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Author Topic: Wrapper plug-in not behaving as expected  (Read 1840 times)
markskells
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« on: March 11, 2018, 03:26:35 am »

First, thanks to all posters.  I've learned a lot on my journey thanks to your kind efforts.

I installed the Wrapper plugin and created a new post-processor to convert arcs to line segments.  I tested the output and it works.  My test was a 0.5 inch engraved circle at x,y=0,0.

I analyzed the output code with excel and used the graphing feature to confirm that all the G1 coordinates approximated a circle.  Success. 

The next step was to use the plugin to transform the circle.  I wrapped the X around a 1.0 inch diameter cylinder (in the software). 

I expected the output file to have all x-values ranging from -.25 to +.25 and I expected the angles to vary over a (0.5/3.14159*360 = 59.3) degree range. 

The X values were within the expected range; but the A values ranged from 0 to 360 degrees, the min/max values input into the plugin screen.

I subsequently tried some simple etch lines and the a values always range from the min to the max as far as the A-Axis was concerned.

I tried reinstalling the plug-in to no avail.

Any thoughts?  Were my expectations correct?

Thanks to all.
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EddyCurrent
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« Reply #1 on: March 11, 2018, 10:33:44 am »

It's good that you thought to use G1, the easiest way to do this is to convert the circle to a polyline then use, Edit->Polyline->Remove arcs, with a low tolerance of say 0.00001
I had to use a very low tolerance in order to prevent deformation of the circle to a slight oval shape.

You made a typo in the calculation, it should be; 0.5/3.14159*360 = 57.3 (57.2958)

You can see in the attached picture (inside red oval) that I have selected "Auto" for the angles, those numbers are correct ( 57.2958 / 2 = 28.6479) and were used in the transformed g code.




* Image7.jpg (167.26 KB, 800x1616 - viewed 125 times.)
« Last Edit: March 11, 2018, 11:07:21 am by EddyCurrent » Logged
markskells
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« Reply #2 on: March 11, 2018, 15:58:49 pm »

EddyCurrent-

Thanks for the quick response.  I'm still struggling.

Perhaps I'm not using the most current software, Cambam 0.9.4878.23992 build date 5/10/2013.  It is a licensed copy.

The reason I suggest this is that I get a different entry screen when I launch the plugin, I get a screen titled WrapperUIForm.

I can send screenshots tomorrow if it will help.

Thanks,

Mark

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EddyCurrent
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« Reply #3 on: March 11, 2018, 17:20:33 pm »

Mark,

No need for screenshots.

You are using the original version of the plugin, the latest is here; http://www.atelier-des-fougeres.fr/Cambam/Aide/Plugins/Wrapper_plugin.html
Have a look at the other plugins while you are there  Cheesy

Also install the more recent version of 0.9.8 here; http://www.cambam.info/downloads/
Version 0.9.8P Released 22 Sep 2015 build 0.9.5729.19316 Rev P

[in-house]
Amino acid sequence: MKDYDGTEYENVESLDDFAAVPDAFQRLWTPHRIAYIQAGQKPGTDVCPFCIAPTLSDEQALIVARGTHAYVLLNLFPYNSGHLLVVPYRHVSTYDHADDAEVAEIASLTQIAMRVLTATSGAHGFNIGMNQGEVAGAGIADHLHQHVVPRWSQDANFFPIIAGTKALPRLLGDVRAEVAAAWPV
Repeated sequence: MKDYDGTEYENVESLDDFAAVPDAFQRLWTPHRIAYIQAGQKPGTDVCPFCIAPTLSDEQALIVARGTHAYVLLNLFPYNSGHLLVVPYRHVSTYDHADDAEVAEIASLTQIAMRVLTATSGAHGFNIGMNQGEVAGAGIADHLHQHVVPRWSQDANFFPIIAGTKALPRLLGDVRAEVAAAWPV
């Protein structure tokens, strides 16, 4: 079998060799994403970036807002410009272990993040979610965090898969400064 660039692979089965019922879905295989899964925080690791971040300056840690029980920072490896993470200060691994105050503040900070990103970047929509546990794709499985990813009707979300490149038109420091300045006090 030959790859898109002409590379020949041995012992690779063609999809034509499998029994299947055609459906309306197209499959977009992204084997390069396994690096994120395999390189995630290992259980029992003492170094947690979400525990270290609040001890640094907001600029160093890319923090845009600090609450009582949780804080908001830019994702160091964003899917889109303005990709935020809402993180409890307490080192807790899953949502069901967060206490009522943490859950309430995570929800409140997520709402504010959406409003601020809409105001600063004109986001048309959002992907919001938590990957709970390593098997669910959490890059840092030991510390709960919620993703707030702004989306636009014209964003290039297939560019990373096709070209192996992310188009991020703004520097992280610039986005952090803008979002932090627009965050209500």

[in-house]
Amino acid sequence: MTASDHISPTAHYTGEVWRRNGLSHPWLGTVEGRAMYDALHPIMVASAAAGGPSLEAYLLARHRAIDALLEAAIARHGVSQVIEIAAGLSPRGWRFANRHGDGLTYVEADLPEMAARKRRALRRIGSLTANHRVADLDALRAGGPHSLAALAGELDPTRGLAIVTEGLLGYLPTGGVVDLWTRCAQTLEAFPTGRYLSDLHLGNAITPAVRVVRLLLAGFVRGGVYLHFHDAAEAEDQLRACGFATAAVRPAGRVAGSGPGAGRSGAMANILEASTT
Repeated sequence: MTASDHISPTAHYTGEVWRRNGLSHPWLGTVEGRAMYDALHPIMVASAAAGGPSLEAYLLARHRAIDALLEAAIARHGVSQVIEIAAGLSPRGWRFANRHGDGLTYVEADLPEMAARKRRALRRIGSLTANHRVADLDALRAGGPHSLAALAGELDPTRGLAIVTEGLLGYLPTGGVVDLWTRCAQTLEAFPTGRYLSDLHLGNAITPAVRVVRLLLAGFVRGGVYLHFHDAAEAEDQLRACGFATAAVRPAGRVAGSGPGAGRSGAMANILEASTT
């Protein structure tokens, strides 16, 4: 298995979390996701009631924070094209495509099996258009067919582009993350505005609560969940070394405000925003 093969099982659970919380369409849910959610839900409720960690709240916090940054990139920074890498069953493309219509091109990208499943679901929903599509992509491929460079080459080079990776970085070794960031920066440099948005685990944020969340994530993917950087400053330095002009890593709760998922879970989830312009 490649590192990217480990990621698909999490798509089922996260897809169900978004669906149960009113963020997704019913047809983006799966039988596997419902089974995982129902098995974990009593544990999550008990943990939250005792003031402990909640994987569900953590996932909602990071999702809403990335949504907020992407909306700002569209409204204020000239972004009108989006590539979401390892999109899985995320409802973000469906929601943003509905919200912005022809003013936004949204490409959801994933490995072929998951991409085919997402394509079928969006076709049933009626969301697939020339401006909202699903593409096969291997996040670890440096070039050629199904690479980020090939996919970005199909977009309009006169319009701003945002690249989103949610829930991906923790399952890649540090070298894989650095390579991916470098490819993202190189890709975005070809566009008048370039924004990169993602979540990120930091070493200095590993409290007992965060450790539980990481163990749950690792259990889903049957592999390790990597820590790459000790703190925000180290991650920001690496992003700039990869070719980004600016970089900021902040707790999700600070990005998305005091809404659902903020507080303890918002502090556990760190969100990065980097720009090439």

Just make a copy of your CamBamPro.lic licence file and once the new version is installed copy it into the program folder.
« Last Edit: March 11, 2018, 17:24:13 pm by EddyCurrent » Logged
markskells
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« Reply #4 on: March 11, 2018, 17:39:11 pm »

Thanks again for your help.  I will report my results when I've incorporated your suggestions.

Best,
Mark
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markskells
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« Reply #5 on: March 11, 2018, 18:44:55 pm »

EddyCurrent-

Successfully updated file.  I hope to make some chips soon. But it seems I need to adapt to a G93 "inverse Time mode". 

Thanks,

Mark 
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markskells
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« Reply #6 on: March 16, 2018, 11:54:15 am »

EddyCurrent-

I solved the slow axis issue with the help of Shawn Gano's program and was able to machine a part that is usable, but has some defects that I would avoid if I were to do it over.

My Mini-Lathe has a variable speed (0 to 2500 RPM) spindle controlled by a potentiometer.  The graphics on the lathe only seem to indicate which way to turn the knob to increase speed (duh!) and are meaningless but DC motor speed is linear with respect to potentiometer position.

I used a handheld tachometer to observe the RPM at various positions and determined the mathematical relationship between RPM and position.

I then 1) designed the knob in Draftsight; 2) designed the MOPs in Cambam; 3) Used the wrapper plugin to wrap the Y-axis around the A-axis;  and then 4)used Mr. Gano's program to adjust the program for appropriate coordinated axis speed.  The final part only took 5 minutes to machine.

The part indicates RPM in 100's and is accurate within 20 or 30 RPM.  Plus I can see the numbers from where I operate the lathe.

Like I said, the part has a few defects, but I'm declaring victory and moving on to my next project.

Thanks again for your help.


* IMG_1767.JPG (61.09 KB, 640x480 - viewed 97 times.)
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